Appendix C: Overview of PAS 78 Guide to Good Practice in Commissioning Accessible Websites by Bruce Lawson

On March 8, 2006, the British Standards Institution (BSI) launched a Publicly Available Specification (PAS) as a guide to good practice in commissioning accessible websites. The document was commissioned by the UK's Disability Rights Commission, which describes itself as "an independent body established in April 2000 by Act of Parliament to stop discrimination and promote equality of opportunity for disabled people." 

The BSI develops and owns the copyright for PAS 78. It costs £30 plus sales tax and is available in a variety of formats, including accessible PDF, from

The Background of PAS 78

In April 2004, the UK Government-funded Disability Rights Commission (DRC) conducted a formal investigation into the state of web accessibility in the UK, discovering that 81 percent of sites failed to uphold the simplest World Wide Web Consortium (W3C) Web Content Accessibility Guidelines (WCAG) recommendations. 

Based on the DRC's findings, the authors of the Formal Investigation: The Web: Access and Inclusion for Disabled People report (in conjunction with City University) offered some additional advice to developers:

The report also courts controversy with Finding 5:

Nearly half (45%) of the problems experienced by disabled users when attempting to navigate websites cannot be attributed to explicit violations of the Web Accessibility Initiative Checkpoints. Although some of these reflect shortcomings in the assistive technology used, most reflect the limitations of the Checkpoints themselves as a comprehensive interpretation of the intent of the Guidelines.

The W3C responded, claiming that the report's authors didn't really understand the guidelines:

W3C/WAI's examination of the DRC data available as of 14 April 2004 shows that 95% of the barriers reported are indeed covered by existing checkpoints in WAI Guidelines ... Essentially, the interpretation of the data in the report fails to account for the role of browser and media player accessibility, and the role of interoperability with assistive technologies, in ensuring that people with disabilities can use Web sites effectively.

The fact that none of these questionable technical recommendations are repeated in PAS 78 suggests that the DRC no longer stands by them (and rightly so, in my opinion).

The DRC report is quasi-available at Ironically, however, the DRC seems incapable of publishing it in HTML, so Joe Clark has converted it and hosts it at

After the formal investigation into accessibility, the DRC decided that businesses needed some guidelines on how to begin making accessible websites, which eventually became the PAS.

This specification was initially authored by Julie Howell, an accessibility campaigner who works for the Royal National Institute for the Blind, and a Steering Group consisting of representatives of groups like the BBC, UK Cabinet office, IBM, Tesco, University College London, and the Usability Professionals' Association. It was then reviewed by a large team of stakeholders (including this author), and launched on March 8, 2006.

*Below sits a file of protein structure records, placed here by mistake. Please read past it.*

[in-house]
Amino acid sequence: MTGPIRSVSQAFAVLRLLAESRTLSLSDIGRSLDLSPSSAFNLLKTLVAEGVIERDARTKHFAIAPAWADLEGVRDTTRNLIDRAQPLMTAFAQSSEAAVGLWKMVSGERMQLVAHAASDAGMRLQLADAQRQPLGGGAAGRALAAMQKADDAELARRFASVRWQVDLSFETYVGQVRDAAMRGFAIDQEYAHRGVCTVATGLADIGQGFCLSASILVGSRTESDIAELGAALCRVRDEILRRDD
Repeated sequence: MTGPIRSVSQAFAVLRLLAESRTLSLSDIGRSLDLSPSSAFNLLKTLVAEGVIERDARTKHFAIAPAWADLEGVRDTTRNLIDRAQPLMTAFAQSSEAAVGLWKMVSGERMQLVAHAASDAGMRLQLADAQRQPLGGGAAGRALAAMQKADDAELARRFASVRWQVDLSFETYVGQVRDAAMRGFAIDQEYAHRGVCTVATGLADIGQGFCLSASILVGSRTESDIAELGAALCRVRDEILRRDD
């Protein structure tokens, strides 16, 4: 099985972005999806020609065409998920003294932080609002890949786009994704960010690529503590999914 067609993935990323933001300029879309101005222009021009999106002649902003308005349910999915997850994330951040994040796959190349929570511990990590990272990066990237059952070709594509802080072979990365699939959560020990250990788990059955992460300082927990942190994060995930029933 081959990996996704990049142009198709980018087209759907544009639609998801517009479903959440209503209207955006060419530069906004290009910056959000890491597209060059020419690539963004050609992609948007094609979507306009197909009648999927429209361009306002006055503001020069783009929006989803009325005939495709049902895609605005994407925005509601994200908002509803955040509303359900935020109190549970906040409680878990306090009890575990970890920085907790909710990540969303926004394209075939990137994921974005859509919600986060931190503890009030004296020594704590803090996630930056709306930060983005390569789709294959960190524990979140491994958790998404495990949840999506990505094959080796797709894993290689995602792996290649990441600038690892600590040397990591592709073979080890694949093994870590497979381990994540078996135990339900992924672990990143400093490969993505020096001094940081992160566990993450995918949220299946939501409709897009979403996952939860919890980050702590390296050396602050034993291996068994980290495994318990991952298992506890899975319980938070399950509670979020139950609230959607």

What PAS 78 Is Not

It is important to stress that PAS 78 is not a British Standard. Standards take a long time to develop because they require unanimity from all participants. A PAS is reviewed every two years, and may therefore be amended if circumstances change. In the fast-moving pace of the Web, this isn't a bad thing. 

The DRC's announcement explains:

A PAS is not a full British Standard but is developed using the same rigorous processes. We are supporting a PAS on website accessibility as it can be introduced more quickly than a British Standard which can often take several years to be introduced. The other advantage of supporting a PAS is that it can be updated frequently.

A further cause of confusion is the audience for PAS 78. While it was originally intended for developers, the terms of reference were changed early in the process. The PAS is intended to help people who commission web design, rather than developers themselves. There's little in the PAS that an experienced web professional who has read this book wouldn't know. It is written as a document that commissioners can understand and can use to discuss accessibility issues with web design project managers. Thus, PAS 78 is not a technical document, although reference is made to Web Accessibility Initiative (WAI) guidelines, usability testing, automated checking tools, and so on.

It is also vital to note that PAS 78 is not compulsory.

The Guidance in PAS 78

The PAS makes various recommendations regarding commissioning accessible websites, which I'll briefly summarize here (numbers refer to the paragraph of the PAS, which I can't quote, as the copyright belongs to the BSI).

The PAS states that developers should follow the lead of the W3C and WCAG 1.0 (7.1.1). It also explicitly advises the use of Cascading Style Sheets (CSS), as a way to separate content from presentation (7.1.2–4).